There is a higher chance of accidents. Congestion also causes frustration for drivers, health issues for pedestrians and cyclists and can delay emergency vehicles.
Environmental Problems -
lots of traffic increases air pollution and the release of greenhouse gases contributes to climate change.
Urban Growth - Opportunities and Challenges
The Favela-Bairro project helps poor people in Rio de Janeiro's Favelas -
Social improvements: there are now day care centres for children education classes and services to help people with drug and alcohol addictions.
2) The Favela-Bairro project ran from 1995-2008 and involved 253 thousand people in 73 favelas. It has led to:
1) Rio is in south east Brazil. It has more than 600 squatter settlements( Favelas) . Housing one-fifth of the cities population (more than one million people)
Often the poorest people in urban areas are the worst affected by the problems of urban growth. Urban planning scheme can help to reduce the impact of these problems and improve the quality of life for the urban poor.
Economic improvements: the project is helping people get legal ownership of their properties and running training schemes to help people find better jobs.
Environmental improvements: wooden buildings are being replaced with brick buildings, streets have been widened and paved, and there are now rubbish collection services.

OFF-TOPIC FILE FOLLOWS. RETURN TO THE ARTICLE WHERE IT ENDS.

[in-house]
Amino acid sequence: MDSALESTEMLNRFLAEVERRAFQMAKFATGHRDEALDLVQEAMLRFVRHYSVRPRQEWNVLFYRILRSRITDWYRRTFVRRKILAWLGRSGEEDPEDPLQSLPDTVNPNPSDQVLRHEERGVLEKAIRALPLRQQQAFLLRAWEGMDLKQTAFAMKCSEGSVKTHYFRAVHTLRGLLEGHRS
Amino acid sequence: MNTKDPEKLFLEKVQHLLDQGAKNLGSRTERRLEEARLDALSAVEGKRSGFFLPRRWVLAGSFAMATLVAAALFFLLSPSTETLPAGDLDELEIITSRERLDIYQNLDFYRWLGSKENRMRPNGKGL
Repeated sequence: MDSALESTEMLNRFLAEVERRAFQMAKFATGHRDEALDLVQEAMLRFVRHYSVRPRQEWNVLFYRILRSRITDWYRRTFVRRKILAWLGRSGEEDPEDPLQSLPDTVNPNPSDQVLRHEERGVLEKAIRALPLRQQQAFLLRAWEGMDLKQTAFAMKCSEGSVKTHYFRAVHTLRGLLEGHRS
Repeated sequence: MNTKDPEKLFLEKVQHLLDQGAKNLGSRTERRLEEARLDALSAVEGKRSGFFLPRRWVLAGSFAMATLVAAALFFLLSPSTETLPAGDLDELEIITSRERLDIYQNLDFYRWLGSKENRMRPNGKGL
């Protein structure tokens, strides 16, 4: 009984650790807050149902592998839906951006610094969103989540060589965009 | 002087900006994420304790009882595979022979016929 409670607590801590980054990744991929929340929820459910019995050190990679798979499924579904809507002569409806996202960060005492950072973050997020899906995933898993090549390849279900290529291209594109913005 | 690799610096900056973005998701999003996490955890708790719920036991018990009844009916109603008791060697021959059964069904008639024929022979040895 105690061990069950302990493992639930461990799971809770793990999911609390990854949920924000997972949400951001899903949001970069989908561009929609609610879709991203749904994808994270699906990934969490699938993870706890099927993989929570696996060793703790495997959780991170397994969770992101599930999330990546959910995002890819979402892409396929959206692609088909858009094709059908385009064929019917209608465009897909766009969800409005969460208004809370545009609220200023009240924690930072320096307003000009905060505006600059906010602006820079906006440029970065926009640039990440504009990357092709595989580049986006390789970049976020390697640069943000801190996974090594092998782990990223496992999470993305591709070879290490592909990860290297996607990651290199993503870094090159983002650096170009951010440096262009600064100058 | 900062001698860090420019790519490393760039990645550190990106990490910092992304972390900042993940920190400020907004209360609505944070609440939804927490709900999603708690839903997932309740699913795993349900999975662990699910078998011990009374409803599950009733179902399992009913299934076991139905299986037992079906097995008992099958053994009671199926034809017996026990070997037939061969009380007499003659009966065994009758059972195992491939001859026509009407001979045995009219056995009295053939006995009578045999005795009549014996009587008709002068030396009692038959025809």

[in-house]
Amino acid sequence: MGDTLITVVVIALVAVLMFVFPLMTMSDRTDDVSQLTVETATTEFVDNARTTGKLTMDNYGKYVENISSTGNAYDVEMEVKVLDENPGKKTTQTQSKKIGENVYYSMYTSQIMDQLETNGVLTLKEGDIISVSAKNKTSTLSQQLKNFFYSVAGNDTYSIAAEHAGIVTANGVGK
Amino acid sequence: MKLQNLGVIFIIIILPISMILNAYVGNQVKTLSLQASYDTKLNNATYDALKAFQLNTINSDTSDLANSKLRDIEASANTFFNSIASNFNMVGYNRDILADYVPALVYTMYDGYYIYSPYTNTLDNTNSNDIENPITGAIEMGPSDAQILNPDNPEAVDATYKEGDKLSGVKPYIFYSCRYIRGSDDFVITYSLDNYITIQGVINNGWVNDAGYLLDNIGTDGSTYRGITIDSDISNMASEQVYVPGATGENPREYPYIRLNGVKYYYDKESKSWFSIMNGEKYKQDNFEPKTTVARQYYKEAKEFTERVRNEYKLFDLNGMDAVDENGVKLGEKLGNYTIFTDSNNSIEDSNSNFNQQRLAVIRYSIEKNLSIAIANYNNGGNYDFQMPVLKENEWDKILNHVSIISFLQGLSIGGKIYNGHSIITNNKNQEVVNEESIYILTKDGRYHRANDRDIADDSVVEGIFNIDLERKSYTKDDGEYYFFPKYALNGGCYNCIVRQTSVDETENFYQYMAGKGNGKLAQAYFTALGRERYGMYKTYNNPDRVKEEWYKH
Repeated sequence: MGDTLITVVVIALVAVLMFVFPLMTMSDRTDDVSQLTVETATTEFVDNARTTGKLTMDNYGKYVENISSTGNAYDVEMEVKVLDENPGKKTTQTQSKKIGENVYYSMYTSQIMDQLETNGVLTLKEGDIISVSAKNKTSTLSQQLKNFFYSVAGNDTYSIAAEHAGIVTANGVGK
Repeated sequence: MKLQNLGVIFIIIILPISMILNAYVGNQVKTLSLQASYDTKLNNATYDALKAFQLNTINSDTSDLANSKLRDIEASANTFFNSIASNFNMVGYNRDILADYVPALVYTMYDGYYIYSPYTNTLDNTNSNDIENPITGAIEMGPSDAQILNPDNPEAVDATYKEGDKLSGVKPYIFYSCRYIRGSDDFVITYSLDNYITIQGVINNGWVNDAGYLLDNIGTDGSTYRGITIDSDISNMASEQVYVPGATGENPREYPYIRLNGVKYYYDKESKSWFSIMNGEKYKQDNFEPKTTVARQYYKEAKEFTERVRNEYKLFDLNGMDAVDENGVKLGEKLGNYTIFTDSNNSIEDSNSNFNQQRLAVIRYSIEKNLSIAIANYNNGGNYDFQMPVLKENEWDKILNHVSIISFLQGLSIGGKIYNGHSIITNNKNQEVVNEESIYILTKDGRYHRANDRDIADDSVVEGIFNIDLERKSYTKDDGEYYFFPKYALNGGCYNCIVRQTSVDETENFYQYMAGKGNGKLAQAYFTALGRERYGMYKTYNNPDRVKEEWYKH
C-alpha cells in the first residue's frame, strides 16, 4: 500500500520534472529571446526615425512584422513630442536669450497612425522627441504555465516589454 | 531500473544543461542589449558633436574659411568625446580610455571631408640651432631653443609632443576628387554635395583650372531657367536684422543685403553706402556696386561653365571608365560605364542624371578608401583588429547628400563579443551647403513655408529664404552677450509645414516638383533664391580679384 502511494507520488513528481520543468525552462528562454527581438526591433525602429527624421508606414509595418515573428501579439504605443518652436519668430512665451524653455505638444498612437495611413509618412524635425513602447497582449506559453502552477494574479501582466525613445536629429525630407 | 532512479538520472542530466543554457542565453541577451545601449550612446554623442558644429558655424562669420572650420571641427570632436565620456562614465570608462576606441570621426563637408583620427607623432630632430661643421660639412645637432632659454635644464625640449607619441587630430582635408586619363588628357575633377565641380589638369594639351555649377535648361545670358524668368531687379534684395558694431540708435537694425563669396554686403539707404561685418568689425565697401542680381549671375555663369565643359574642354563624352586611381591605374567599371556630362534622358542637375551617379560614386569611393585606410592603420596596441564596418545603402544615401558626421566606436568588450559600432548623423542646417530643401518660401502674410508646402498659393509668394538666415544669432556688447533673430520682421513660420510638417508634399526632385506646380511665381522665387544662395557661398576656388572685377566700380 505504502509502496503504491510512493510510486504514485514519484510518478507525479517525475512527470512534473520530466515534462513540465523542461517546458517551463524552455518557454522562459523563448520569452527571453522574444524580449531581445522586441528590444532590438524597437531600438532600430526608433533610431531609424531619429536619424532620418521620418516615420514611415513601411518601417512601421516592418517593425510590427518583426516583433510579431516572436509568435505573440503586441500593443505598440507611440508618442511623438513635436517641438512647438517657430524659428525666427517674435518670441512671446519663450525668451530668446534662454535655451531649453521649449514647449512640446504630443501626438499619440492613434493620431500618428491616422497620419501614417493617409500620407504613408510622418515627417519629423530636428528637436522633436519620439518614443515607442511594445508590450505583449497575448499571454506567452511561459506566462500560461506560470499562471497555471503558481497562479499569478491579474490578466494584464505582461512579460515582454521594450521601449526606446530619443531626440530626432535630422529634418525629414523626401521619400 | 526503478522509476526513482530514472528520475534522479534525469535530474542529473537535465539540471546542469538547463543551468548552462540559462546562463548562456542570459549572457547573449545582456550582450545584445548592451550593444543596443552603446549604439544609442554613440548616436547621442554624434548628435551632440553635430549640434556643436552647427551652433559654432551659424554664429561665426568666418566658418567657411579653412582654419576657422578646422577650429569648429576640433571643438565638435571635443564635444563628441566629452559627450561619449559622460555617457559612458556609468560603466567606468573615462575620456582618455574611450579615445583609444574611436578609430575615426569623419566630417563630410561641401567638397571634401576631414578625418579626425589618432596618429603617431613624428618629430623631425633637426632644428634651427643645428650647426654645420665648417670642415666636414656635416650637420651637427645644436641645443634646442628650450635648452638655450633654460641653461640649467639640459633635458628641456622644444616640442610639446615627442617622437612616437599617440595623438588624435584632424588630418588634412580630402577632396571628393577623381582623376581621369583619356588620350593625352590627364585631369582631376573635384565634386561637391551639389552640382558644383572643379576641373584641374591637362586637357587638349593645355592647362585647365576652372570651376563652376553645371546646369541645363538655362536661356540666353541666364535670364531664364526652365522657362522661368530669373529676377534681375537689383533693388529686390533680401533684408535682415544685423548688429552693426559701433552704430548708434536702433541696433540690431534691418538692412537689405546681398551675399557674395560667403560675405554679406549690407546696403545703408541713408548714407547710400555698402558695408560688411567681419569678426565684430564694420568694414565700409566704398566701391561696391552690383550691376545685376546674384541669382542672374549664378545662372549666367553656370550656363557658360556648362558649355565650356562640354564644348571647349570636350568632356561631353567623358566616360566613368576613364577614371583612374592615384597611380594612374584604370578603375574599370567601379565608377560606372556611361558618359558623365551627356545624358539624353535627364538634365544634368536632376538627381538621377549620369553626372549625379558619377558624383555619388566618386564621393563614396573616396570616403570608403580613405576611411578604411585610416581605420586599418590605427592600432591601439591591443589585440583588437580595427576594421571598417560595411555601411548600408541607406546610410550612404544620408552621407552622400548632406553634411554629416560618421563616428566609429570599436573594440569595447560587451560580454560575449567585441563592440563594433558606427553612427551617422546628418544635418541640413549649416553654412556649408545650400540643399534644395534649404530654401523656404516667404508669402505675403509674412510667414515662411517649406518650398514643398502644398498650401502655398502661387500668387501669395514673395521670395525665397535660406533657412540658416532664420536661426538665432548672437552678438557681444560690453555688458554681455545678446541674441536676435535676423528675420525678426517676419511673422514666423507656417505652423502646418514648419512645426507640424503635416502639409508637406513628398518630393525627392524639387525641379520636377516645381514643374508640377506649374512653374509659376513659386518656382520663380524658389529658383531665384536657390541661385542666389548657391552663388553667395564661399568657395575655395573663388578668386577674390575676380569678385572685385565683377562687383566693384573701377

It also Brings Challenges -
Environmental challenges -
4) The road system may not be able to cope with all the vehicles and congestion causes increased greenhouse gas emissions
3) Sewage and toxic chemicals can get into rivers, harming wildlife.
If cities grow rapidly waste disposal services sewage systems and environmental regulations for factories cant keep pace with the growth.
2) Air pollution comes from burning fuel, vehicle exhaust fumes and factories.
1) Rubbish often isn't collected or it may end up in big rubbish heaps. This can damage the environment, especially if its toxic.
Social and Economic challenges -
There can be high levels of unemployment and crime
4) People may not have access to education so they are unable to develop the skills needed to get better jobs
3) The unclean conditions and lack of access to medical services mean people often have poor health.
2) People don't often have access to basic services, e.g running clean water, proper sewers or electricity.
1) They are badly built and overcrowded.
Many people move to the city from rural areas and up in squatter settlements( slums)- illegally built settlements in and around the city by those who cant afford proper housing.
Urban Growth in NEES and LICS Create Opportunities -
Economic Opportunities -
Industries sell the goods they produce on the international market. Manufactured goods make greater profits than unprocessed good( agricultural products) so industrialised countries get wealthier.
As industries develop, more people move to urban areas to work in the factories- there are more jobs and better wages than in rural areas
The growth of urban industrial areas can increases economic development.
Social Opportunities -
There is also better access to resources such as a clean water supply and electricity.
There is better access to services e.g healthcare and education.